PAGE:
In his affidavit in support of Colbert County's motion for summary judgment, Charles H. Thompson, the Colbert County administrator, stated,

"The maintenance and running of the county jail is not a function of Colbert County, but is a function of the Sheriff of Colbert County or his duly appointed deputy. The County of Colbert did not maintain the jail at the time alleged in the complaint and did not cause any part of the jail to become in disrepair or cause any condition which could cause an electrical shock to any inmate.... [T]he County did no [maintenance] or work inside the jail building."

Because we hold that § 11-14-10 places an affirmative duty upon the County to maintain the jail and keep it in a state of repair, we conclude that the court erred in granting Colbert County's motion for a summary judgment. Colbert County's assertion that it did not actively cause a condition of disrepair cannot, independently of other evidence, save the County from liability.

Colbert County had a legal duty to keep the jail in a reasonably safe state of repair. In order to prevail at trial, however, *626 King must also prove that the County breached that duty and that its breach was the proximate cause of King's injury. Considering Colbert County's motion for summary judgment and the brief and affidavits submitted in support thereof, we conclude that Colbert County failed to make a prima facie showing that there was no genuine issue of material fact with regard to these other elements. Therefore, the burden did not shift to King to present substantial evidence in support of his claims against the county.[1]Ex parte Head, 572 So. 2d 1276 (Ala.1990). Accordingly, the summary judgment is reversed as to Colbert County, with regard to both the negligence claim and the wantonness claim. Rule 56(c)(3); Bird v. Auto Owners Ins. Co., 572 So. 2d 394 (Ala.1990).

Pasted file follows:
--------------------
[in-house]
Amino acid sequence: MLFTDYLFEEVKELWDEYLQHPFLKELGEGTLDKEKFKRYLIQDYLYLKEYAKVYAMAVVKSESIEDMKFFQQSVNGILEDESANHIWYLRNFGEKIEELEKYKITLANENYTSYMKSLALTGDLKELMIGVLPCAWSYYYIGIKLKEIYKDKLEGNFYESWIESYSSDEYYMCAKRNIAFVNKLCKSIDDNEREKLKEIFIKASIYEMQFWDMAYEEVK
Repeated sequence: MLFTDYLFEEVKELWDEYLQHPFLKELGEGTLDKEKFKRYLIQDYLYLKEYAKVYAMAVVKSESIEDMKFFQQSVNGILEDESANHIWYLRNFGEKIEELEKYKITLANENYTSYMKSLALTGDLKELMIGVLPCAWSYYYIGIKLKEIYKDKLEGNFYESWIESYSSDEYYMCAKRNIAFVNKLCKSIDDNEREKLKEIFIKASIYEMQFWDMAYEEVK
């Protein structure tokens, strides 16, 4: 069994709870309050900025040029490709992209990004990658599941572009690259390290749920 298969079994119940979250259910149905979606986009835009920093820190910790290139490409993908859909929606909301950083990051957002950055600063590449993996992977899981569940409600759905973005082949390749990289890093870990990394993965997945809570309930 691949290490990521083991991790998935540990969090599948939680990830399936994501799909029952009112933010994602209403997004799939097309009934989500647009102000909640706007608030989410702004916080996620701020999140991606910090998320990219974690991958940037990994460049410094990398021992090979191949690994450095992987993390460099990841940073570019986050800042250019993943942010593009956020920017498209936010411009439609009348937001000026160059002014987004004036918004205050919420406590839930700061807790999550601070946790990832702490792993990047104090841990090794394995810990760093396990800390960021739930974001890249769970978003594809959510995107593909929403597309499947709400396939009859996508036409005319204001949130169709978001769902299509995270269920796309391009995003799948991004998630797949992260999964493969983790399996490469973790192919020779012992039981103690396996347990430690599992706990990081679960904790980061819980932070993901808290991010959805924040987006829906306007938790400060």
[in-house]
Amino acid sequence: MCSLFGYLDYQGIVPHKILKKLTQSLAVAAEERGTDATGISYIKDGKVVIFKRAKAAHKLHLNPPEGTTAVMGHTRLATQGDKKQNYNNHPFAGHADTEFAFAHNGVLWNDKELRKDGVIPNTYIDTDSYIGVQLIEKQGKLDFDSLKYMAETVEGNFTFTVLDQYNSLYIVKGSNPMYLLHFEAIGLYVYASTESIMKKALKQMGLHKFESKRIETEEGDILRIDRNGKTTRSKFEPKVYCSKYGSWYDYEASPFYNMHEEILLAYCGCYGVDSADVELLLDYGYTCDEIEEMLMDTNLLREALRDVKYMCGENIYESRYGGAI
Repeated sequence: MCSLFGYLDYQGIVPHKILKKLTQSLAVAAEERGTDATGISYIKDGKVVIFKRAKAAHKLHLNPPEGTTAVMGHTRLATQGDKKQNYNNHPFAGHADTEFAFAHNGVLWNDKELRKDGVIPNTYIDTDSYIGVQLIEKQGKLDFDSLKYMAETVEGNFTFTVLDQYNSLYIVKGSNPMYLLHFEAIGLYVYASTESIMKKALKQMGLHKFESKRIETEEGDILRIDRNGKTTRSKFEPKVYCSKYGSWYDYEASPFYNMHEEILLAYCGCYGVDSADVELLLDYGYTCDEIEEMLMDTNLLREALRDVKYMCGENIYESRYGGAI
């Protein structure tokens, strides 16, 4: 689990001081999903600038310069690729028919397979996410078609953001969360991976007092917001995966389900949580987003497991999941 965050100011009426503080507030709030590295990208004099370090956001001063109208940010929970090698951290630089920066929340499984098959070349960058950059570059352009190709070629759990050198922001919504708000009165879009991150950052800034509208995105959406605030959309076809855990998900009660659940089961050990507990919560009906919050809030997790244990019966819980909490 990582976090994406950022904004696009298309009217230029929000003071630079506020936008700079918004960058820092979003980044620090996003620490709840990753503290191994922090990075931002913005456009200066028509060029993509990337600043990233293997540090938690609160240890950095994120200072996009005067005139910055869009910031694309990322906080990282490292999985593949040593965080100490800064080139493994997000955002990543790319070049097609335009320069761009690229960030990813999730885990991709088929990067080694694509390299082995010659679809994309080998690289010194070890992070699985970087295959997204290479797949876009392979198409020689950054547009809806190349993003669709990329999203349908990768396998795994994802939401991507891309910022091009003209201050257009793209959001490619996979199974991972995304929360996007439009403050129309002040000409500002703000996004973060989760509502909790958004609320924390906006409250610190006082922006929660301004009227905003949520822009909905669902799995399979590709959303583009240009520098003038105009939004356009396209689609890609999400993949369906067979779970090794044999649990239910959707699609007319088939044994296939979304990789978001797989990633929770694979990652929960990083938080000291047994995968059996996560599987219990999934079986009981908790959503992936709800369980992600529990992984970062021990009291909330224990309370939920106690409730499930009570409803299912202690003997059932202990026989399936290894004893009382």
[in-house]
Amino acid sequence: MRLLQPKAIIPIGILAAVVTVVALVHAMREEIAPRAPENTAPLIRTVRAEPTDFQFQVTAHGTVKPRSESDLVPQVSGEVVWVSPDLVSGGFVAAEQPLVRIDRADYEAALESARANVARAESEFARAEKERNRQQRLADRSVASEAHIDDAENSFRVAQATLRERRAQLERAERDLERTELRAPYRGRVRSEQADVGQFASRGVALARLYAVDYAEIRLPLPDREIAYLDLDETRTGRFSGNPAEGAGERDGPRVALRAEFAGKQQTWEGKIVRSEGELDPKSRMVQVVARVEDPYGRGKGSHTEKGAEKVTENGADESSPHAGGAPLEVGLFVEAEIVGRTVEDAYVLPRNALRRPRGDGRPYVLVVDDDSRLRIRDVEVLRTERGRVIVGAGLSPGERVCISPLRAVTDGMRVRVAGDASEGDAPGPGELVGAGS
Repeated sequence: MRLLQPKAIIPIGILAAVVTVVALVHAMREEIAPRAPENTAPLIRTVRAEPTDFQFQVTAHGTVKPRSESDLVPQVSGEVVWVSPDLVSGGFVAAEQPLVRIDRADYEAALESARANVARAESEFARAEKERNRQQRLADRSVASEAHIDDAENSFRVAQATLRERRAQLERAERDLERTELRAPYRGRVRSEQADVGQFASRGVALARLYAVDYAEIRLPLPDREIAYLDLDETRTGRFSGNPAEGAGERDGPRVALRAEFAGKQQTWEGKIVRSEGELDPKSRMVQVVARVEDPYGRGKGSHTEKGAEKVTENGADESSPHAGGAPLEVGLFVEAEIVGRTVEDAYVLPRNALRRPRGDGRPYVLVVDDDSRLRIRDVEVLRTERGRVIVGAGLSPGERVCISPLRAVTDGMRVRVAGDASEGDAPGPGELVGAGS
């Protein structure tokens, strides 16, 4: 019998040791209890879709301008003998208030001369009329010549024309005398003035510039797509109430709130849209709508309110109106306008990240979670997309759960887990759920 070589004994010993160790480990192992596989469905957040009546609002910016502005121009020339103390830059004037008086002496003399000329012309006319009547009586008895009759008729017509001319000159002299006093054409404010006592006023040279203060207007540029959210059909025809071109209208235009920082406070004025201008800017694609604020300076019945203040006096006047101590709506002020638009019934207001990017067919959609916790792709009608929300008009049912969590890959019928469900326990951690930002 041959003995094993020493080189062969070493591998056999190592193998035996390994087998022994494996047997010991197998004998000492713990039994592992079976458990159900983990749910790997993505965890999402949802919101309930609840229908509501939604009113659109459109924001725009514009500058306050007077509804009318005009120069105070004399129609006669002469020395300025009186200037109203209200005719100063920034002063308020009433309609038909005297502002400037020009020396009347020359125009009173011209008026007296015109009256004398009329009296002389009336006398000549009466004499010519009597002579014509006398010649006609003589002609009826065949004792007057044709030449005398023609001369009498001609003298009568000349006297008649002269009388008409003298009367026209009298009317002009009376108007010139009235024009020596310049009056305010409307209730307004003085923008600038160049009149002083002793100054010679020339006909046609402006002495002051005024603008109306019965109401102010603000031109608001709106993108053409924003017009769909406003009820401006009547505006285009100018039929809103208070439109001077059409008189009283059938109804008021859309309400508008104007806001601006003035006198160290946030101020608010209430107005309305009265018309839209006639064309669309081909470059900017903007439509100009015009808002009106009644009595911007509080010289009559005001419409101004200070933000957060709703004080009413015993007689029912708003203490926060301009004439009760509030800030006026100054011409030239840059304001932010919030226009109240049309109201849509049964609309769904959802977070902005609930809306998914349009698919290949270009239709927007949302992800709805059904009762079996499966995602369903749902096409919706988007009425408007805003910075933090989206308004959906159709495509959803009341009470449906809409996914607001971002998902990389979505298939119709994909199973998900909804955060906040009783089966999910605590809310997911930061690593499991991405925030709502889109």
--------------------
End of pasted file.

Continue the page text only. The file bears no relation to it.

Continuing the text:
II. The Claims Against Aldridge

An action against a sheriff is "essentially a suit against the state." Montiel v. Holcombe, 240 Ala. 352, 354, 199 So. 245, 245 (1940). "[T]he State of Alabama shall never be made a defendant in any court of law or equity." Ala. Const.1901, Art. I, § 14. Accordingly, we have held:

"[A] sheriff ... is immune ... from suit based on state law claims arising out of the execution of the duties of his office, except for actions brought (1) to compel him to perform his duties, (2) to compel him to perform ministerial acts, (3) to enjoin him from enforcing unconstitutional laws, (4) to enjoin him from acting in bad faith, fraudulently, beyond his authority, or under a mistaken interpretation of the law, or (5) under the Declaratory Judgment Act to seek construction of a statute if he is a necessary party for the construction of the statute."

Boshell v. Walker County Sheriff, 598 So. 2d 843, 844 (Ala.1992). King's claims against Aldridge do not fall within any of these exceptions. Accordingly, the summary judgment is affirmed as to Aldridge, as sheriff of Colbert County.

Any acts Aldridge did or failed to do with regard to the Colbert County jail were done or omitted in his official capacity as sheriff of Colbert County rather than as an individual. Therefore, the summary judgment is also affirmed as to Aldridge, individually.

III. The Claims Against the Colbert County Sheriff's Department

In addition to Colbert County and Sheriff Aldridge, King's complaint named the "Colbert County Sheriff's Department" as a defendant. The Colbert County Sheriff's Department is not a legal entity. Therefore, one cannot maintain an action against it. See, White v. Birchfield, 582 So. 2d 1085 (Ala.1991).


The summary judgment is reversed as to King's claims against Colbert County; it is affirmed as to the claims against John L. Aldridge, individually and as sheriff of Colbert County; and the case is remanded for further proceedings consistent with this opinion.


HORNSBY, C.J., and ALMON, ADAMS and STEAGALL, JJ., concur.


[1] Because the issue is not properly before us in this case, we express no opinion on whether King presented substantial evidence of each of the elements of his negligence and wantonness claims against the county.